Genesis 27: 1-40 – The World of the Text, Part Two

This week we are looking deeper at Genesis 27: 1-40, the story of Jacob stealing Esau’s blessing.  Yesterday we looked at verses 1-29, and today we’ll look at verse 30-40.

As you can see, the effect of the blessing has already started.  Jacob has now received the authority as head of the household and Esau, and frankly, Issac, are crestfallen.  But once this has happened, there is no reverse of it, Jacob now has it all.  Issac summons a blessing for Esau, but nothing can undo what has been done.

One of the questions is why?  Why does it play out in this way?  What can we learn from this text?  There are a couple of reasons why many think we see it play out in such a way.  First, is Esau’s weakness. We see within the text earlier when he sold Jacob his birthright for a bowl of soup.  The text says that he “despised” his birthright.  Carrying this legacy forward was going to be a difficult task.  We see that it would require great strength and many ways a willingness to survive.  Esau did not seem to possess that.

So, say what you will, we see Jacob does.  He reminds me of the parable of the unjust steward in the Gospels. That’s a passage that is hard to understand, but it seems to tell us that we should be wise and use the tools at our disposal to be faithful to the mission that God has given us. We see that Jacob, in his own ways, did just that.

But for me, the thing that I think that this passage shows us the most is how salvation is not something that comes from our works, but from God’s goodness.  Jacob had not earned His blessing or birthright.  He had not earned God’s trust or calling. Yet God gave them. God does not always (or often) use the “best,” in fact quite often in scripture He’ll use the ones you least expect, for this reason.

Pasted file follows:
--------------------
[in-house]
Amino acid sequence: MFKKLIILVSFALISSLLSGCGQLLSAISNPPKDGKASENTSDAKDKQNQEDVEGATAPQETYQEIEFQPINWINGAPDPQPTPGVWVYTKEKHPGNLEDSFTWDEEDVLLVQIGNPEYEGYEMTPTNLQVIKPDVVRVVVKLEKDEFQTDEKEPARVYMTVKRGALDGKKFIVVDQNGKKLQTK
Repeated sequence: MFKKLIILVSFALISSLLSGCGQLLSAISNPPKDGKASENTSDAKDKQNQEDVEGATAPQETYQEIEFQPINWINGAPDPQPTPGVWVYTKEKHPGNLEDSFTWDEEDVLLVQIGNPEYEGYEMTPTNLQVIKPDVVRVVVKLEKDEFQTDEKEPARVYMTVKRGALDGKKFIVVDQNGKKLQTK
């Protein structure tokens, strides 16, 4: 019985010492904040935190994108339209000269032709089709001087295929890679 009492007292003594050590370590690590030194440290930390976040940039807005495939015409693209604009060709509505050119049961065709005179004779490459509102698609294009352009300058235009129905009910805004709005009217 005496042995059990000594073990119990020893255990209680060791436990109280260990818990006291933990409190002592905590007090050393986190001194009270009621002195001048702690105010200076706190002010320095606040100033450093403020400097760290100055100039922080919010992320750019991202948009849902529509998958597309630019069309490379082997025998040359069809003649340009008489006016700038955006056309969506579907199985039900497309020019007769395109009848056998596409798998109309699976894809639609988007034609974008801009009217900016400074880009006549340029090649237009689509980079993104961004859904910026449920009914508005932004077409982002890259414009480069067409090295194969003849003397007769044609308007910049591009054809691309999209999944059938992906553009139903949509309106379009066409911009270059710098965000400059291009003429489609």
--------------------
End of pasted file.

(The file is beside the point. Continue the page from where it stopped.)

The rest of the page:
So He will receive the glory.  This is not about Jacobs’ goodness or Esau’s imperfection.  It is about God’s grace and how He can use even the most unlikely to further His plan.

If you’d like to get each day’s daily scripture reading sent to your phone along with this reading guide, text @39110 to 81010 to sign up!

Leave a Reply

Fill in your details below or click an icon to log in:

WordPress.com Logo

You are commenting using your WordPress.com account. Log Out /  Change )

Google photo

You are commenting using your Google account. Log Out /  Change )

Twitter picture

You are commenting using your Twitter account. Log Out /  Change )

Facebook photo

You are commenting using your Facebook account. Log Out /  Change )

Connecting to %s